JOURNEY INTO SONGS by Gbenga Adesina (Nigeria)
(On the Benin road)
The leaves are an imagination of green:
Self-preening Limbas, doting, motherly Guava trees unfurling their
arms on this road. The oaks and mahoganies loop like
map lines that lead to love.
And you, being you, find yourself in a state of desire
You want to touch and be touched. To fold yourself into a song, into a ballad
and give of it to this air. To re-listen to these places with new eyes, you
yielding to the road, the road yielding to you. Hugh Masekela cooing beside you;
the sheer thrush of self-surrender.
But really, I’m thinking these greens, these twigs are opening sentences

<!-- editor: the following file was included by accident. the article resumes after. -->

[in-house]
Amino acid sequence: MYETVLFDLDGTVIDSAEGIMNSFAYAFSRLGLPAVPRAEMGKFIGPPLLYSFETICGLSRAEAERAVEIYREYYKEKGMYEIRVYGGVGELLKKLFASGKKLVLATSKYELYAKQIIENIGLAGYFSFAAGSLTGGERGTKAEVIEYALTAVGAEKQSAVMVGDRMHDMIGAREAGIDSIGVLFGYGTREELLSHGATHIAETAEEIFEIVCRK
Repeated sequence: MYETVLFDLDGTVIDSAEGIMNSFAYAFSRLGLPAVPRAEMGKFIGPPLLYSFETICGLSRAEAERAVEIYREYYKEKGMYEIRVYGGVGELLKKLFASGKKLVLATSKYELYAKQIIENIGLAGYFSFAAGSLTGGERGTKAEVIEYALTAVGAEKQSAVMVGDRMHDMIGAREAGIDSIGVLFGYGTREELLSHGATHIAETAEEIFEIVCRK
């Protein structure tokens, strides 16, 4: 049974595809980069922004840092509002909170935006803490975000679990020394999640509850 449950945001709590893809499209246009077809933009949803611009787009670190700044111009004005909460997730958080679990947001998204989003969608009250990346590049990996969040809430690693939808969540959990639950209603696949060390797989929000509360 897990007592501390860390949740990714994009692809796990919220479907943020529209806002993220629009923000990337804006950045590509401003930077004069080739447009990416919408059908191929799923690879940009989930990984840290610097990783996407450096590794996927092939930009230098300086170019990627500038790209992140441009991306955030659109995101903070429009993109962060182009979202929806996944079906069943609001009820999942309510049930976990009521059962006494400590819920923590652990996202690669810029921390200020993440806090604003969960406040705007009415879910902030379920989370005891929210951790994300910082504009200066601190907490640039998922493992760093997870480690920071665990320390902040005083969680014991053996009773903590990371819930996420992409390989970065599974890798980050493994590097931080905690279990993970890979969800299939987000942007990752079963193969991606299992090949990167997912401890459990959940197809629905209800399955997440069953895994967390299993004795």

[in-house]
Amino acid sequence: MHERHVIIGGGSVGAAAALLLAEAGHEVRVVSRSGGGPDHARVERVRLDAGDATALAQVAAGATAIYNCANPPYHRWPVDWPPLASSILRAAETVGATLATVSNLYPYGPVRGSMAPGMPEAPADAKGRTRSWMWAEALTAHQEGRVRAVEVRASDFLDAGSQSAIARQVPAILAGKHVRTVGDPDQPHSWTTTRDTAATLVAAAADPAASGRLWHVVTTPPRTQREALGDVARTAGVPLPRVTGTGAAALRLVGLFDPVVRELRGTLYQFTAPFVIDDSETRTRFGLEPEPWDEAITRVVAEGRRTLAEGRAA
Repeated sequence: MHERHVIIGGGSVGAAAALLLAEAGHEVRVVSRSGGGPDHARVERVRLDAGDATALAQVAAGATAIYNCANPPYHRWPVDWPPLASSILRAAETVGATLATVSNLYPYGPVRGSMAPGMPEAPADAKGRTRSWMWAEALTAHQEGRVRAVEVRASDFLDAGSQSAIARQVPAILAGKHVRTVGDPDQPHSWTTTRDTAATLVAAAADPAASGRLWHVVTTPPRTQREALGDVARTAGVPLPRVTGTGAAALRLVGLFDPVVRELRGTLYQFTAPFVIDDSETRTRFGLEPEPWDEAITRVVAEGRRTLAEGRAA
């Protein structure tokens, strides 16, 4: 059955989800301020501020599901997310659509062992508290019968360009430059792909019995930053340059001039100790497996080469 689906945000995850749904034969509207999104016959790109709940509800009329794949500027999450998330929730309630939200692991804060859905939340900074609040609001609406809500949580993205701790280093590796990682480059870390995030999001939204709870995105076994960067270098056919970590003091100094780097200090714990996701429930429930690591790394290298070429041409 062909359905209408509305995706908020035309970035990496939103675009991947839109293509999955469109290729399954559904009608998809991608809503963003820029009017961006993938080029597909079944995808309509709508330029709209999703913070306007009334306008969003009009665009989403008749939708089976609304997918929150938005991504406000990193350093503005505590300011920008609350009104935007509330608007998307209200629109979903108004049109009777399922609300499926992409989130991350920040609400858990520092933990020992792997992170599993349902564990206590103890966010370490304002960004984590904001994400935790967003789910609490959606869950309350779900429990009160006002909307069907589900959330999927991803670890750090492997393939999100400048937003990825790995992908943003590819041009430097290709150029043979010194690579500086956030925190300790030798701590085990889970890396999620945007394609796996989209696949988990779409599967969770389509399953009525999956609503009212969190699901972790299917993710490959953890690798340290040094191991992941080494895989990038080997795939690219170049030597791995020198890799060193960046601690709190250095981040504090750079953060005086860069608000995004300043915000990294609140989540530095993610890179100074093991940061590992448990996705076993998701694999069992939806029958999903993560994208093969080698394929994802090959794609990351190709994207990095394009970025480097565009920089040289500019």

I’m thinking, really, that roads are people and people are roads and
when we take them, navigate them, what we come into is a soft surprise
of songs. Some bright watermarks, some dark or maroon like love or loss
like these trees and their cheerful leaves beneath which there is a dying and a sighing
and a loving, like the red wound in Hugh’s voice as he twirls and twirls me into his space,
my hands trembling on the gear.
I press down on the pedal. Our car is a purr scissoring through the night.
We are now at a junction where a slim, red-brown road on the left
slithers down the green into something we do not know
If I turn this wheel, careen down the road into its dusty insistence
Will I see her
My mother: a little Benin girl again making dreams in sand
or her father, Abulema, bare chested sculptor, his fingers
quick to love as to wood, nursing a bronze slap into a god
a waiting in his eyes, under this April sky relentlessly preaching
the gospel of rain.